If you’re not sure where to start with your gentle movement, check out our Tread walks or outdoor walking classes, our bodyweight strength classes (filter for “beginner” for a lighter intensity), and especially our mobility collection.

2. Normatec Boots. These things are fantastic and probably one of my favorite tools for recovery, but they’re not cheap, so remember that you can always use gentle movement as your first line of defense. You may have seen me or other Peloton instructors sitting around in these boots on social. They’re big nylon boots that go from your feet all the way up to your hips, and they attach to an air compressor. The boot slowly fills up with air, moving down your legs kind of like a massage chair. It squeezes the top of your quad and then the middle and then your knee and then your calf, and it just basically helps all the fluid and metabolic debris that's built up get pushed out and start circulating more through your body.

3. Massage Guns. Next down the line in terms of effectiveness for recovery are massage guns. A lot of people like massage guns for moving fluid from one place to another in the body. I like using the one from Hyperice—I do these long, slow, sweeping strokes down my quad or my hamstrings, which kind of pushes the fluid around a little bit and gets things “unstuck” in there. All of the message guns on the market work the same way, so you don’t necessarily need to get the more expensive ones—there are lower-priced versions, too.

4. Foam Rolling. Foam rolling may not be as effective as massage guns, but it works on the same principle, and a lot of people swear by the relief it provides, not to mention they’re affordable and convenient. Plus, Peloton has a whole bunch of foam rolling classes on the Peloton App in the stretching section organized by body part, so you can target the area that you need to release.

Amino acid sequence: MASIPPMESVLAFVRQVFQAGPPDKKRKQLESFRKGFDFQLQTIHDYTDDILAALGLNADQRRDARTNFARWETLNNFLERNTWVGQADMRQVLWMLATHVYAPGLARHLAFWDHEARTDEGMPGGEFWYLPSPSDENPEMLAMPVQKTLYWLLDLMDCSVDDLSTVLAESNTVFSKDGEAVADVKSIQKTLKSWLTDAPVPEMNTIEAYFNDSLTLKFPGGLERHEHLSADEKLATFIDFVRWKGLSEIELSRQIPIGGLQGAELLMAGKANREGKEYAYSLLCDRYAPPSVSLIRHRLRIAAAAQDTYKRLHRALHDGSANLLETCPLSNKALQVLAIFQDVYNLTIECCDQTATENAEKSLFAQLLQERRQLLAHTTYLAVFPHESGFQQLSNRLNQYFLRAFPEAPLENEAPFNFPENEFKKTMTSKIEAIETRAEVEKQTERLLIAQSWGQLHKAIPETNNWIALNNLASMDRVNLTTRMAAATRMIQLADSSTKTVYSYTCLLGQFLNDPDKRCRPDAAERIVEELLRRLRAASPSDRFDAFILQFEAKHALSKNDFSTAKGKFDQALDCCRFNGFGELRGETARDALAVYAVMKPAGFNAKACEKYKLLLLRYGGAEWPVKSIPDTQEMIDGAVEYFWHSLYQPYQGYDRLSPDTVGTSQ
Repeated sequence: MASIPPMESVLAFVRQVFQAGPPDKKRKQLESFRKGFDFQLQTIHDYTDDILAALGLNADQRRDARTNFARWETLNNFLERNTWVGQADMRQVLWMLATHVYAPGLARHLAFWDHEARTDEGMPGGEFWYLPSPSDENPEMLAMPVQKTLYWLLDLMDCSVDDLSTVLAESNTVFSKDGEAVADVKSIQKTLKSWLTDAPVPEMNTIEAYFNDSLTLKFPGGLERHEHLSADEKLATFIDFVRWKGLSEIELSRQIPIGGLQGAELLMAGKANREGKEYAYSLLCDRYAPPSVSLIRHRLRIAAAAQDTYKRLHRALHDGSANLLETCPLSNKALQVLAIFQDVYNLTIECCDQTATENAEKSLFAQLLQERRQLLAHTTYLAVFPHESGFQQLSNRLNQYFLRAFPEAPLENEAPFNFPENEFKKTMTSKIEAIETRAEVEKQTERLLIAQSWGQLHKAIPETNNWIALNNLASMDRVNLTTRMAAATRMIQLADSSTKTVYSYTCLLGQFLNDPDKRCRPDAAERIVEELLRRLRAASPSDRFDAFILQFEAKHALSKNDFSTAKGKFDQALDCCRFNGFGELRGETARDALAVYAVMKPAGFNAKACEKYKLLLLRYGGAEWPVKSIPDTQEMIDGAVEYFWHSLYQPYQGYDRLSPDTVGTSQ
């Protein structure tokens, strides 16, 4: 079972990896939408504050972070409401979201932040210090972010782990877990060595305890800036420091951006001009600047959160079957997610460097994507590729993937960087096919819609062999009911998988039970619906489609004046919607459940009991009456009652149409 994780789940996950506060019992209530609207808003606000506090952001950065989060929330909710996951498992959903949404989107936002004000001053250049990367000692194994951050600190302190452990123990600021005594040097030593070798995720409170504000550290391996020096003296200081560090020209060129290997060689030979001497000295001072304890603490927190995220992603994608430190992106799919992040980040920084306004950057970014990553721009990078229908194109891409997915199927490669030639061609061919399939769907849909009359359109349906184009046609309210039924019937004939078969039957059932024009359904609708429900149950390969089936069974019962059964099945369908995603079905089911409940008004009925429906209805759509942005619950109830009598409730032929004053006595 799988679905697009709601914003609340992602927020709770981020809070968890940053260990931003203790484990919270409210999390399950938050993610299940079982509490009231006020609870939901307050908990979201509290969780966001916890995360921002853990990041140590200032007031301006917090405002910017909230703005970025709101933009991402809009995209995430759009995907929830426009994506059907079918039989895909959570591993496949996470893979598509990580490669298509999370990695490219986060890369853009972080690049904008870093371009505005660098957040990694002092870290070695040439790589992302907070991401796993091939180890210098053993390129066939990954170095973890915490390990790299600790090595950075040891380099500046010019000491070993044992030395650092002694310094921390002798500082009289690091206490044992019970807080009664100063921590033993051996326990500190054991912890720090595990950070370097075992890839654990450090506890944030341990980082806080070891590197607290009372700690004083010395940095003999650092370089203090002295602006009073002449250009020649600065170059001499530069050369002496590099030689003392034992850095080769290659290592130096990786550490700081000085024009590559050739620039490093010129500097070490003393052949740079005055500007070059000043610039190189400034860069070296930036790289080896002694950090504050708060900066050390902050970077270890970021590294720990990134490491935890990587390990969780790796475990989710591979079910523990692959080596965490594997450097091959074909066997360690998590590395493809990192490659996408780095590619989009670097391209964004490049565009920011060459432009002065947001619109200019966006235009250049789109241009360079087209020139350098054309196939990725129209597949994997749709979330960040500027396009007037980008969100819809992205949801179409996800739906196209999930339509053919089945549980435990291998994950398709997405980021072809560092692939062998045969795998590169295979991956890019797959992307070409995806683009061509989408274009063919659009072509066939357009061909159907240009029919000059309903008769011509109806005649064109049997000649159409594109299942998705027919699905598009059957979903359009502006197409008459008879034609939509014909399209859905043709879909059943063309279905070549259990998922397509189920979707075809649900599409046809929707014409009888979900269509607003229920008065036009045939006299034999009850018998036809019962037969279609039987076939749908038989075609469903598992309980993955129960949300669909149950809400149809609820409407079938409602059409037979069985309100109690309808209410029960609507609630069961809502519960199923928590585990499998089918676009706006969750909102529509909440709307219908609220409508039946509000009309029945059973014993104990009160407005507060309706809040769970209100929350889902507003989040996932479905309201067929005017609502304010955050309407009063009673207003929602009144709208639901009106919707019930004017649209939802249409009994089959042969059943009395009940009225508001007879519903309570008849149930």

5. Hot and cold water therapies, or both! Both hot and cold can work well to relieve soreness; it’s usually an individual preference. I think ice baths or cold plunges tend to relieve soreness a little bit better because when you're cold, the fluid goes from your extremities toward your heart to keep your internal body temperature up higher, and then when you get out, it kind of has that flushing-out feeling. So if you're trying to reduce inflammation, cold is generally a little bit better.

That said, if you wake up the day after a tough workout and you're very stiff, a hot bath or sauna feels great, especially if you contrast it with the cold to hot again, which increases blood flow from the extremities to the heart. So all of it can be very helpful in relieving soreness, but the question is what do you have access to and what can you tolerate? Can you put up with a cold tank or a cold shower for three or five minutes? Sometimes I'll do cold water, then hot water in the shower. In terms of effectiveness, it's not really going to turn the needle up too high, but it can't hurt and it'll get the blood flowing a little bit, so it's definitely an option.

Is Stretching Good for Sore Muscles?

Stretching is a critical component of most people's fitness routine, but I don’t think it has as much impact on relieving or preventing soreness as people may think, especially compared to the other tools mentioned above.